Inflation has been the “friend” of all major wars and crises throughout the 20th century, from 1920s’ Germany to the disintegration of Yugoslavia in the 1990s. But inflation does not belong only to modern history. It occurs whenever a medium of payment becomes too abundant. 

 


Visitors are invited to travel through time, space, and a range of materials to discover inflation from Imperial Rome to contemporary Zimbabwe, from ancient coins to money-shells and banknotes that bear too many digits. This journey will challenge commonly accepted concepts of money, value, and wealth.


American Numismatic Society Exhibitions 
In conjunction with The Federal Reserve Bank of New York

Signs of Inflation

Opening March 30 2012

 

Federal Reserve Bank of New York

33 Liberty Street

New York, NY 10045

 


                                                       Curated by Gilles Bransbourg

 

 

 

German monthly inflation topped 29,500 % in 1923; France had to let its currency depreciate by 93 % against gold and silver between 1914 and 1939; Hungary experienced the highest rate of inflation ever reported: 4.19 1016 % in July 1946. The 20th century witnessed the radical impoverishment of Europe at the hands of inflation as well as its worst succession of economic and political crises. With no significant inflation in the developed world since the 1980s, the recent economic turmoil has nevertheless managed to revive these old fears, pushing gold prices spectacularly higher.






















The exhibition explores the world of inflation through the material, cultural, political, financial and artistic aspects of the nearly 200 objects on display. Ranging from the 7th Century BC to contemporary monies, they take the form of shell money, spades, ingots; wood, plastic and metal coins; bank notes, IOUs’, etc. The highlights of this exhibition include the highest denomination ever issued: a 1946 Hungarian banknote with 21 zeros, as well as the highest number of zeros effectively visible on a bank note, the 100,000,000,000,000 dollar bill issued in Zimbabwe in 2008. The US never issued anything with quite that many digits, although visitors will be able to admire the very rare 1934 gold-convertible high denomination series whose denomination reached as high as $100,000 while there was no inflation at all. The exhibition explores some other forms of inflation, like the cowrie-monies and Kissi-pennies that flooded 19th and 20th century Western Africa.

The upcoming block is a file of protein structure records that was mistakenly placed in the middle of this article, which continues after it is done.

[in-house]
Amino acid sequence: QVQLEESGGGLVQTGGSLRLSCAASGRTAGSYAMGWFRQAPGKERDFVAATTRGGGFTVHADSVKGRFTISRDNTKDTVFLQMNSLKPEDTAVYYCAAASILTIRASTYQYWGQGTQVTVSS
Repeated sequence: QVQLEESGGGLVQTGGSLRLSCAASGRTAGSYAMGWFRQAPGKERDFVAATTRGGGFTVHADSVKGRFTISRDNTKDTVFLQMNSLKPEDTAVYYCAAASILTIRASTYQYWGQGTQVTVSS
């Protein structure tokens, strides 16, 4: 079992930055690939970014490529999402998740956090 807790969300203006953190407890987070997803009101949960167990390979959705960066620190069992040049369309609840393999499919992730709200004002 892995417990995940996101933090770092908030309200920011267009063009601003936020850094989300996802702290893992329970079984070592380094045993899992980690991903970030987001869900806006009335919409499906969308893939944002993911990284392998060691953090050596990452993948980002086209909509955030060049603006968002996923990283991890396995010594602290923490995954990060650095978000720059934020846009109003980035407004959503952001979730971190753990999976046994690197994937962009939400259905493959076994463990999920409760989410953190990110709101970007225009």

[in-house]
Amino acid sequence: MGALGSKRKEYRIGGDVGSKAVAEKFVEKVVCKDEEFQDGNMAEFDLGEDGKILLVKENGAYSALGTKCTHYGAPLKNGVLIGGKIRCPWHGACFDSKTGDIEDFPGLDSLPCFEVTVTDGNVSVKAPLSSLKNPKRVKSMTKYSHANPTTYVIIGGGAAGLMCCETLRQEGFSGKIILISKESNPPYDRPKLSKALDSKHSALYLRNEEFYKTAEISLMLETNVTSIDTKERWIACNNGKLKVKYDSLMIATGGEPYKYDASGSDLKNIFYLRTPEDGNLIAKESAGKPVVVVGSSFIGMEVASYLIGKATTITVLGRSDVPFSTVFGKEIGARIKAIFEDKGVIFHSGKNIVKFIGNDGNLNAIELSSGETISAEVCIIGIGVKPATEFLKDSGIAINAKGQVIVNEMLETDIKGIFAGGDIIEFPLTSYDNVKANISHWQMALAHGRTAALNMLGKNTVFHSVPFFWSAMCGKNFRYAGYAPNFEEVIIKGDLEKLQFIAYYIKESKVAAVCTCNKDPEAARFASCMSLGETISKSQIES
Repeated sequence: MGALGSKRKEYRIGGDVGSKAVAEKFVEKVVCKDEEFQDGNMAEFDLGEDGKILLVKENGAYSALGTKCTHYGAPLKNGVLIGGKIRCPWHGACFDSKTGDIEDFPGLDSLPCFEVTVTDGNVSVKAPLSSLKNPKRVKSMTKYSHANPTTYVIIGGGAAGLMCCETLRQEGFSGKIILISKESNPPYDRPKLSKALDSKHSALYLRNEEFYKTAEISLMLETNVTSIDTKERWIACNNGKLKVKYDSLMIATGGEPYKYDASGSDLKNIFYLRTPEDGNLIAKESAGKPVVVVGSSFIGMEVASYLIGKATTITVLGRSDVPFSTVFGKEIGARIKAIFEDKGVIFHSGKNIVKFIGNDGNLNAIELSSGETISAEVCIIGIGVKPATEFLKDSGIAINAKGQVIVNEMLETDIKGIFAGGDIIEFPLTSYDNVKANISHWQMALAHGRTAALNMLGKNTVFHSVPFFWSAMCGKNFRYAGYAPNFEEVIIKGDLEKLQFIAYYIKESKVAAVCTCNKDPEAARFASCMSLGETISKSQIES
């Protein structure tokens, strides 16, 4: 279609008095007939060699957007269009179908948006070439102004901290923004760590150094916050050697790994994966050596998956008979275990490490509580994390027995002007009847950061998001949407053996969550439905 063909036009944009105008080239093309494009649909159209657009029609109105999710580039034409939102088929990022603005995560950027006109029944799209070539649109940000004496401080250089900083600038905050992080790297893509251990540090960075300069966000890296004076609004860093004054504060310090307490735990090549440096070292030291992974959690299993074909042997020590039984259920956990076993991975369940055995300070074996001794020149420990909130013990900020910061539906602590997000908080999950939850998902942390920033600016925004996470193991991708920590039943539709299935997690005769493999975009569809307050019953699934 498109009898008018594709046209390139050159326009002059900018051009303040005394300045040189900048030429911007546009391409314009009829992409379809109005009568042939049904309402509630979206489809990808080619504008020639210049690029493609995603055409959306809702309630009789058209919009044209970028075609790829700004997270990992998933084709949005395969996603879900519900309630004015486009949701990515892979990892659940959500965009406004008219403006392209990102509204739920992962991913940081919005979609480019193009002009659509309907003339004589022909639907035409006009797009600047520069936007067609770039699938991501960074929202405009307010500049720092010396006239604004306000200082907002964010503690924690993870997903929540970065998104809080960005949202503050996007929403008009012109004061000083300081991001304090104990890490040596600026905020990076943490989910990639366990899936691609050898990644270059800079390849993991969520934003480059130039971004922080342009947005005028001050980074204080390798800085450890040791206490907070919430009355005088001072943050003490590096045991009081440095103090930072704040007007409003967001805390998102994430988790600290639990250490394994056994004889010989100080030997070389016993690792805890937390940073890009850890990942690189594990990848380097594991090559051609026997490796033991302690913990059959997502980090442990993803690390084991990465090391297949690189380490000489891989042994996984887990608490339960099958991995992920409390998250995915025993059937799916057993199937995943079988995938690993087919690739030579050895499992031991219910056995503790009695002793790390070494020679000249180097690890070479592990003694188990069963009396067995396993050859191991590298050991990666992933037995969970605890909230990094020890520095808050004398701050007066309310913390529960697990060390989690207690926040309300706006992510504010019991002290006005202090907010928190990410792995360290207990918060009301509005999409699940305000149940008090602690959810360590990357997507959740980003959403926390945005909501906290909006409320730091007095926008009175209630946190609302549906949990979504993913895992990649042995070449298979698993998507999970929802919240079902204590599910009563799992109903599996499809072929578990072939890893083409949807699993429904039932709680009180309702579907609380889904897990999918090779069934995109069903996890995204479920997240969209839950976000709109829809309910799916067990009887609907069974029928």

Inflation is intrinsically connected with situations of crises. As such, monetary objects issued during periods of inflation are often rich in historical meaning. The French Revolutionary authorities still minted coins bearing the portrait of Louis XVI long after his beheading, while the inflationary issues of Yugoslavia relied on heroic national characters to promote the patriotic spirit of a country that was dissolving itself through hatred and civil wars.

Attempts to deceive the public are as old as the first forms of official currency. The sophisticated cultures of the ancient Near East did not issue a coinage, although they were commercially very active. People and authorities were happy to use miscellaneous metal objects in their dealings. It is in Asia Minor, where the supply of a gold and silver natural alloy called electrum could be found in abundance, that authorities decided to strike coins as sole legal tender. Through artificial silver enrichment, they ensured themselves a substantial source of profit. Plated coins from Athens and Macedonia, debased Roman coins, and contemporary base metal coins that keep the appearance of their silver predecessors, illustrate that phenomenon.



Electronic money may bring the history of material currencies to an end, finally replacing the intrinsic values of ancient monies in entirety, by the official charter linking citizens to their money. But the expectation of inflation will not disappear as long as divergent interests can possibly undermine the necessary social cohesion that supports monetary stability.



The Federal Reserve Bank of New York main address is 33 Liberty Street (between Nassau and William Streets). The Visitors Entrance is located at 44 Maiden Lane (one block north of Liberty St.). Visitors are welcome by reservation, from 10 am to 4 pm, Monday through Friday (except bank holidays).

 

 

By appointment only.
Contact Joanne Isaac at 212-571-4470 ext. 112 or email isaac@numismatics.org

Hours:

10 to 4, Monday to Friday (except bank holidays)

Read the press release here.



* Update * Due to security measures enacted in consideration of Occupy Wall Street, all visitors are required to make an appointment to visit the exhibitions at the Federal Reserve Bank of New York. Please contact Joanne Isaac, ANS Museum Administrator at 212-571-4470 ext. 112 to set-up a reservation.
All visitors are required to show photo ID issued by a government or official agency. All visitors will pass through a metal detector. Admission is free.


 

 

 

American Numismatic Society

75 Varick Street, floor 11, New York, NY 10013

http://numismatics.org

Signs-of-inflation.pdf

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